A Plaque in Via Palestro

Written by  Gaetano Tumiati
Commemorates the renowned Tumiati brothers - Domenico, Gualtiero, Leopoldo and Corrado - and Francesco, awarded a posthumous Gold Medal for valour.
Since last September there has been a new addition to the many plaques - some most beautiful - that adorn the walls of Ferrara in memory of famous people and memorable events: the new one has been mounted on the façade of a dignified but rather anonymous house at number 31, via Palestro, right opposite the entrance to via san Guglielmo.
This house, purchased last century by my grandfather, the lawyer Gaetano Tumiati, was the birthplace of my father and my uncles, myself and my brothers. Today it is the home of my sister Roseda and her husband as well as the chosen venue for occasional family reunions.

The plaque records the fact that for over a century these walls were the home of the Tumiati family, "which has brought honour ON City AND Nation, IN the arts, IN law, AND IN their civic commitment". In deciding to mount the plaque, the Town Council wished to make an act of homage to the four Tumiati brothers of the generation immediately before my own: Domenico, Gualtiero, Leopoldo and Corrado; and, with them, my brother Francesco, who fell aged twenty-three in the cause of freedom.

It is up to others to analyse and assess the works of the four brothers; for me, the son and nephew, it is important to remember the way they were, their voices, habits, and the passions that struck us as children and adolescents when they would come from Venice, Florence and Rome to meet in the old house in via Palestro.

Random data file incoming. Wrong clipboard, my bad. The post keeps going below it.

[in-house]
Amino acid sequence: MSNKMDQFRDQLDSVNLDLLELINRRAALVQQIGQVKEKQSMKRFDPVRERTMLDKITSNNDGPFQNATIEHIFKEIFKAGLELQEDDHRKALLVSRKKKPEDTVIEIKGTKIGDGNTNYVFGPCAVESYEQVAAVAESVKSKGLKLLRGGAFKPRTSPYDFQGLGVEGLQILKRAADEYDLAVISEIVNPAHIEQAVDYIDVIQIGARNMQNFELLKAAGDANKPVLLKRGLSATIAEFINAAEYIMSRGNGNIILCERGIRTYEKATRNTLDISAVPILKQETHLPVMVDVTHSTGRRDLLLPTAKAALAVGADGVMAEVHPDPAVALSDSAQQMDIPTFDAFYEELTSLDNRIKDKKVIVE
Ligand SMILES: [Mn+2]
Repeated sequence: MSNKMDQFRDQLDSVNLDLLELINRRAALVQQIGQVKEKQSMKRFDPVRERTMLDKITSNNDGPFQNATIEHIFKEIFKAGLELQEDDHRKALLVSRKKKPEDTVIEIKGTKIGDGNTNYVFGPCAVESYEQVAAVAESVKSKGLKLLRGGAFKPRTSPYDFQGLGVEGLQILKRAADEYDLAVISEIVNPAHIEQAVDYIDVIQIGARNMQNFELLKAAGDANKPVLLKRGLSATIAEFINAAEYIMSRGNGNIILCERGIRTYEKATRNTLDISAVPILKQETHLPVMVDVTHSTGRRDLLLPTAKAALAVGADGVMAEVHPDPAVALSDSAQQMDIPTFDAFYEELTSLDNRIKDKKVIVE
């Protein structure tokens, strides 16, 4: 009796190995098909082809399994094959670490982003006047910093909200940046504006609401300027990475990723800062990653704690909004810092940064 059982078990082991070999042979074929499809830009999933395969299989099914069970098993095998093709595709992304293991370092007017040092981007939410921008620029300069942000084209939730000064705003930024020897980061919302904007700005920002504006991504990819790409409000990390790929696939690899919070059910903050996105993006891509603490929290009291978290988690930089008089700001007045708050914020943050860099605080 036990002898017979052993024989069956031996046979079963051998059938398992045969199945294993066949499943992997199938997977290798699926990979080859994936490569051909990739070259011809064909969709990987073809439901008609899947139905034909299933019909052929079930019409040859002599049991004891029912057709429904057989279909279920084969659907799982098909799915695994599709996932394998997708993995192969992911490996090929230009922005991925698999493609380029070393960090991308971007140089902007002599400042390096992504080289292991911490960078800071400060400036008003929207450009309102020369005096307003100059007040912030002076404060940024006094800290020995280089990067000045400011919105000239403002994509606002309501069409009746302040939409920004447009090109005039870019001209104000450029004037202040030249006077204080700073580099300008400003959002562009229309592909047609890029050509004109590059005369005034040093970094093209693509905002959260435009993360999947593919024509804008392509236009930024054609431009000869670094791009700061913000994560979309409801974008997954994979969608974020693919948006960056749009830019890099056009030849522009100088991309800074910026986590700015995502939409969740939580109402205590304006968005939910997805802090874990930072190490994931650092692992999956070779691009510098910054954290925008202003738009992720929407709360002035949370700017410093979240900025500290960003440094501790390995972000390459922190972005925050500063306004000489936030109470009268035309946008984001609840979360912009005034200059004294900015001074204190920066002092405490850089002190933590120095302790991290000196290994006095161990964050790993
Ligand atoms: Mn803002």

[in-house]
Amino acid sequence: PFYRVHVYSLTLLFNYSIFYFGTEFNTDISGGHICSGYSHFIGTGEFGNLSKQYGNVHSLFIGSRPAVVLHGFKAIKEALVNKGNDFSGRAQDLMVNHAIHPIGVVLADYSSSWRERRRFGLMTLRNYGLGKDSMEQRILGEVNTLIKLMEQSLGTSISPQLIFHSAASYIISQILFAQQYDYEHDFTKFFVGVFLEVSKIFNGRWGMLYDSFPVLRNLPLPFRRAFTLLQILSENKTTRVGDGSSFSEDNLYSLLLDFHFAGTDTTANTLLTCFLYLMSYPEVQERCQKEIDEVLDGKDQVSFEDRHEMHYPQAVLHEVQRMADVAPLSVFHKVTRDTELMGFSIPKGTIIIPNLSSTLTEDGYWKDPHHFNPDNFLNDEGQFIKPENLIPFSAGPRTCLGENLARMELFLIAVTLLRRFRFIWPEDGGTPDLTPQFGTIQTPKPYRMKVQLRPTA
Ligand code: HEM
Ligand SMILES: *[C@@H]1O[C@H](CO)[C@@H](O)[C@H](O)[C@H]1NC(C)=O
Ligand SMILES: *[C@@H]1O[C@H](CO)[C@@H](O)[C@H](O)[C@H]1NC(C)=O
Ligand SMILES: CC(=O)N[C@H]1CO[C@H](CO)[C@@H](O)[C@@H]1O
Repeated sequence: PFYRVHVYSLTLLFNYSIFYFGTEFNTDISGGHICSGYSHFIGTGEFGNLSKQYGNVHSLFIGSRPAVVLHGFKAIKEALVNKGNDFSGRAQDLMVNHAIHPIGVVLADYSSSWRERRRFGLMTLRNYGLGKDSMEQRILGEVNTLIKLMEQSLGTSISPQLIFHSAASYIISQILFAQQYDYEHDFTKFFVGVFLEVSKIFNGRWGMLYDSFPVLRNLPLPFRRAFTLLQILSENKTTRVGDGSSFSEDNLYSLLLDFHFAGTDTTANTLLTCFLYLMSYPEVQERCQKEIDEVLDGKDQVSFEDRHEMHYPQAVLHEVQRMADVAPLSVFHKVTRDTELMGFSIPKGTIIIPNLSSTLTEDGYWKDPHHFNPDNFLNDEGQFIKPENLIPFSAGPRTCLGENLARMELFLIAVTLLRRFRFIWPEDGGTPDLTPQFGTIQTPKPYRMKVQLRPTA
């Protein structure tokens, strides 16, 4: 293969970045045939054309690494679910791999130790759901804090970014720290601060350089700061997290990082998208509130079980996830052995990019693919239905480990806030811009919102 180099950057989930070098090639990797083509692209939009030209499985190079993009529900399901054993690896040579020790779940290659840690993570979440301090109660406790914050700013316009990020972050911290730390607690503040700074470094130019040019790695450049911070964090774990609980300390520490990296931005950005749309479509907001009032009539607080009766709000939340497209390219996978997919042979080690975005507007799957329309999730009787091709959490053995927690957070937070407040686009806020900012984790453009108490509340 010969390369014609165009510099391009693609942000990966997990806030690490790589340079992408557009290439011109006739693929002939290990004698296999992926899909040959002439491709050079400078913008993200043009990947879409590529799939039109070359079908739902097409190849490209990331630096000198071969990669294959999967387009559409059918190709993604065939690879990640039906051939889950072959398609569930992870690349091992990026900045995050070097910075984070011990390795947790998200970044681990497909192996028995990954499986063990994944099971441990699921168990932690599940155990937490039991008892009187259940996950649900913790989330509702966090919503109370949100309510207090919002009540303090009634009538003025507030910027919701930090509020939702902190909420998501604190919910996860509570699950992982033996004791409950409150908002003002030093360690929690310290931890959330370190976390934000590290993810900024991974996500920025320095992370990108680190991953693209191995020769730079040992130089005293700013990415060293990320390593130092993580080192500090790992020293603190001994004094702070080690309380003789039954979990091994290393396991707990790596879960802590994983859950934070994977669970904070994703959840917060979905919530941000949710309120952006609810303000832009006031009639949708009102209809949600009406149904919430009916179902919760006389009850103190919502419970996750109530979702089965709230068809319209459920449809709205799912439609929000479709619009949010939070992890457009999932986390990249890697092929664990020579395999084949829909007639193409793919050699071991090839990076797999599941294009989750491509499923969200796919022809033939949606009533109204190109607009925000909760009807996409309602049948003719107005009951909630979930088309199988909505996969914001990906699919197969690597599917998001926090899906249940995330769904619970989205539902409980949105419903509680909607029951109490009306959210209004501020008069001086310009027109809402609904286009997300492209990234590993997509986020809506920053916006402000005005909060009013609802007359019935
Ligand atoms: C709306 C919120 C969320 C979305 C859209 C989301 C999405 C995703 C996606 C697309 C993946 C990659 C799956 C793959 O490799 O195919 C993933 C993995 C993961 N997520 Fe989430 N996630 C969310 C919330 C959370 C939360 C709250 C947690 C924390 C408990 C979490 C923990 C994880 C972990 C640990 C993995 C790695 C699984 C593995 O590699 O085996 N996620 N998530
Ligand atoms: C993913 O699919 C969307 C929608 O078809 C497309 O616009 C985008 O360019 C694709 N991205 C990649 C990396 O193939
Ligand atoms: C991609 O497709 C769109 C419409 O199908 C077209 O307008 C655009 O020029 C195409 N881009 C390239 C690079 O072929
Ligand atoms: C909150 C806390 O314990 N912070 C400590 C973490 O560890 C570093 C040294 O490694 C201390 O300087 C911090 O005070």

The first of the four brothers, Domenico (1874-1943) was rightly defined "the LAST OF the courtly poets". His poetry was harmonious and sonorous, his "ballads" sang of medieval queens and characters such as Guerrin Meschino; his Melologhi, little poems set to music by Vittore Veneziani, were adapted for the stage by his brother Gualtiero and performed in the courtyard of the castle in the presence of Gabriele D'Annunzio. But his fame was due above all to his historical dramas extolling the deeds of the great figures of the Risorgimento.

Domenico Tumiati spent most of his life in aristocratic isolation with his wife in Florence, far from literary circles.
The orotundity of his poetry was in startling contrast with his spare, quasi diaphanous physique. Tall and thin, with a long, hollow-cheeked face set off by a moustache, his manner was composed and restrained; he could not bear noise and spoke in a soft voice weighing every word. He had an open car, with chauffeur, which he never wanted to change because it was the only car he could get into without having to take off his Homburg.

He came only seldom to Ferrara, overawing us children, who had to keep quiet and composed so as not to disturb him. Having no children himself, he found riotous children's games hard to tolerate. To this day, in the house in via Palestro, his glance - immortalized in a portrait in oils - seems to be scrutinizing relatives and visitors.